The Charlie Hebdo killers had received effective training overseas - as thousands of ISIS recruits with western passports are getting right now. What if the Garland gunmen had been as good as the Paris gunmen? Surely that would be a more interesting question for the somnolent American media than whether some lippy Jewess was asking for it.
Steyn has been writing about this trend since 2009 with his book, Lights Out: Islam, Free Speech And The Twilight Of The West. Sadly, so much of what he was complaining about back then is even more true today. Step by step, we are abandoning our freedoms out of fear of insulting one favored group or another.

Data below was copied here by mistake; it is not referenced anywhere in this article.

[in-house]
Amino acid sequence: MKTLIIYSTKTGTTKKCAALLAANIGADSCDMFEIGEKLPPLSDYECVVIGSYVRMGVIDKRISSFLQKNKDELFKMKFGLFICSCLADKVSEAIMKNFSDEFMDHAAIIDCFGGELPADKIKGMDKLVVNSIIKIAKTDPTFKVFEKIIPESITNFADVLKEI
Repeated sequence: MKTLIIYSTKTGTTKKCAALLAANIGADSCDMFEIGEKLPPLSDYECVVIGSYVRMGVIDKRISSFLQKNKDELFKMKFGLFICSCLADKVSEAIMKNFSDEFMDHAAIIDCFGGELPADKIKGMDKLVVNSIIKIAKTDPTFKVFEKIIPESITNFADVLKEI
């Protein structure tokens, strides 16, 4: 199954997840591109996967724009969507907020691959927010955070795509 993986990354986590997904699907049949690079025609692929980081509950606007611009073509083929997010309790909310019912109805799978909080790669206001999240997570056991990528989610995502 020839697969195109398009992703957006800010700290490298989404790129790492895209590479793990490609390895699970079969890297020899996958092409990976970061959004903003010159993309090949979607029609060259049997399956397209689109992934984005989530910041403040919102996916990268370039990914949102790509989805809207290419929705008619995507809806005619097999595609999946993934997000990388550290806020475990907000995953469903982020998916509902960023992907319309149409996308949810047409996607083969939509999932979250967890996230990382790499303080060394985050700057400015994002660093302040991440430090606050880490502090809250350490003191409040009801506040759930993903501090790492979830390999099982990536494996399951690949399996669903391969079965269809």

In Copenhagen, in Paris, in Garland, what's more important than the cartoons and the attacks is the reaction of all the polite, respectable people in society, which for a decade now has told those who do not accept the messy, fractious liberties of free peoples that we don't really believe in them, either, and we're happy to give them up - quietly, furtively, incrementally, remorselessly - in hopes of a quiet life. Because a small Danish newspaper found itself abandoned and alone, Charlie Hebdo jumped in to support them. Because the Charlie Hebdo artists and writers died abandoned and alone, Pamela Geller jumped in to support them. By refusing to share the risk, we are increasing the risk. It's not Pamela Geller who emboldens Islamic fanatics, it's all the nice types - the ones Salman Rushdie calls the But Brigade. You've heard them a zillion times this last week: "Of course, I'm personally, passionately, absolutely committed to free speech. But..."